"In recent years, we have been excavating a new site inside Timna known as Slaves' Hill. The name may be misleading since far from being slaves, the laborers were highly skilled metalworkers. Timna was a production center for copper, the Iron Age equivalent of modern-day oil. Copper smelting required advanced metallurgical understanding that was a guarded secret, and those who held this knowledge were the "Hi-Tech' experts of the time," he adds.
"Slaves' Hill is the largest copper-smelting site in the valley and it is filled with piles of industrial waste such as slag from the smelting furnaces. One of these heaps yielded three scraps of colored cloth. The color immediately attracted our attention, but we found it hard to believe that we had found true purple from such an ancient period."
The Banded Dye-Murex and Spiny Dye-Murex (Bolinus brandaris) are two species of mollusks endemic to the Mediterranean. They're also the source of ancient purple dye. Pigments were produced starting from a gland within their bodies which was then processed in a complex series of chemical steps that could take several days to produce dye. If the materials were left exposed to light, an azure color ('tekhelet') would be produced; if not, purple ('argaman') was the end result.
Both colors, the authors note, are mentioned in ancient sources and often mentioned together. They often held religious or symbolic value (such as showcasing wealth and power). In the Bible, the Temple priests, kings David and Solomon, and Jesus of Nazareth are described as having worn clothing colored with purple.
The presence of the dye in the cloth was established using a high-performance liquid chromatography device, which found unique molecules known only in certain species of mollusks. In archaeology in general, explains lead author Dr. Naama Sukenik of the Israel Antiquities Authority, cloth is typically dyed with plant-based pigments, as these were much cheaper, simpler to produce, and readily available while animal-based pigments were more "prestigious".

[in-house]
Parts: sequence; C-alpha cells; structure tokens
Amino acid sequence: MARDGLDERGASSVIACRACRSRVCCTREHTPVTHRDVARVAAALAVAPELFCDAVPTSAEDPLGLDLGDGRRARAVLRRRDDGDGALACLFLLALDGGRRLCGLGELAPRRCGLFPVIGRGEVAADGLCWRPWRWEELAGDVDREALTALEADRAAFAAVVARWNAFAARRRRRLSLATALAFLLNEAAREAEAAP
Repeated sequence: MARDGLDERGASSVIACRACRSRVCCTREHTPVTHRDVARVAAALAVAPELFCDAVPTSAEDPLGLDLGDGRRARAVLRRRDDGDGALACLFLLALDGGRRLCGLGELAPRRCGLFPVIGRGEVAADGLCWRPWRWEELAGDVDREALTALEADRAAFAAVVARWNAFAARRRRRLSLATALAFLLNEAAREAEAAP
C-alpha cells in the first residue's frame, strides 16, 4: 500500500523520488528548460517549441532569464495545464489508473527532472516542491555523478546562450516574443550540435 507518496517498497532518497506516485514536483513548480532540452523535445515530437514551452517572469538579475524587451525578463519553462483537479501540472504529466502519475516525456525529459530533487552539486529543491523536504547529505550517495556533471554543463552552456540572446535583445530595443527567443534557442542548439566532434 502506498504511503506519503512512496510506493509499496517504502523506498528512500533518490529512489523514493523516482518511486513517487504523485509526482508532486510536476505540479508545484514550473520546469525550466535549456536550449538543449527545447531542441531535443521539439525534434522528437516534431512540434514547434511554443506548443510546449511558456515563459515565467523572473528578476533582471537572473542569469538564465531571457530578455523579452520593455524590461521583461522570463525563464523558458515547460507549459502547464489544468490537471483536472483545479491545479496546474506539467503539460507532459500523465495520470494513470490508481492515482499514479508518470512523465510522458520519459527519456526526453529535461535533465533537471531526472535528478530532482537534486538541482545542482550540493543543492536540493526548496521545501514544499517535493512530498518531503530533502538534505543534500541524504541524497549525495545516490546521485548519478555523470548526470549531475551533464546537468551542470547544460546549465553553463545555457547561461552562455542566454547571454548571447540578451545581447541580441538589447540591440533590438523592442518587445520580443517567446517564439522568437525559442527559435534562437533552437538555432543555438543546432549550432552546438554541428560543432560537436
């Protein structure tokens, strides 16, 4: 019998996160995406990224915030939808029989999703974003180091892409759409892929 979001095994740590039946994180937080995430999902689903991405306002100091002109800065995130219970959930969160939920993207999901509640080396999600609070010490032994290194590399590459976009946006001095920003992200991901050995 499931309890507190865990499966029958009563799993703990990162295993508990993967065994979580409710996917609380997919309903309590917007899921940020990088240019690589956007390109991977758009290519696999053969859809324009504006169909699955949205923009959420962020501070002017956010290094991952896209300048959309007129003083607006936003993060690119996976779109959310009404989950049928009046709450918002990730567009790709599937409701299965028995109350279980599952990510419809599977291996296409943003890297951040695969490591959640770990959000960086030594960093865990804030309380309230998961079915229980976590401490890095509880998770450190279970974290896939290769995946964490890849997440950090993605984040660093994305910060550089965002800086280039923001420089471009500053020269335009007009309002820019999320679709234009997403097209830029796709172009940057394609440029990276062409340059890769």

As part of the research, the team also recreated the dye using mollusks from Italy (where they are enjoyed as food). Although it took 'thousands of mollusks', they managed to successfully recreate the color -- having the ancient equivalent to check against helped a lot. Among some of the findings is a 'double-dyeing' method "in which two species of mollusk were used in a sophisticated way, to enrich the dye," says Dr. Sukenik.
"The practical work took us back thousands of years," adds co-author Prof. Zohar Amar, "and it has allowed us to better understand obscure historical sources associated with the precious colors of azure and purple."
During its day, Timna was part of the Kingdom of Edom, which bordered the Kingdom of Israel to the south.
The paper "Early evidence of royal purple dyed textile from Timna Valley (Israel)" has been published in the journal PLOS ONE.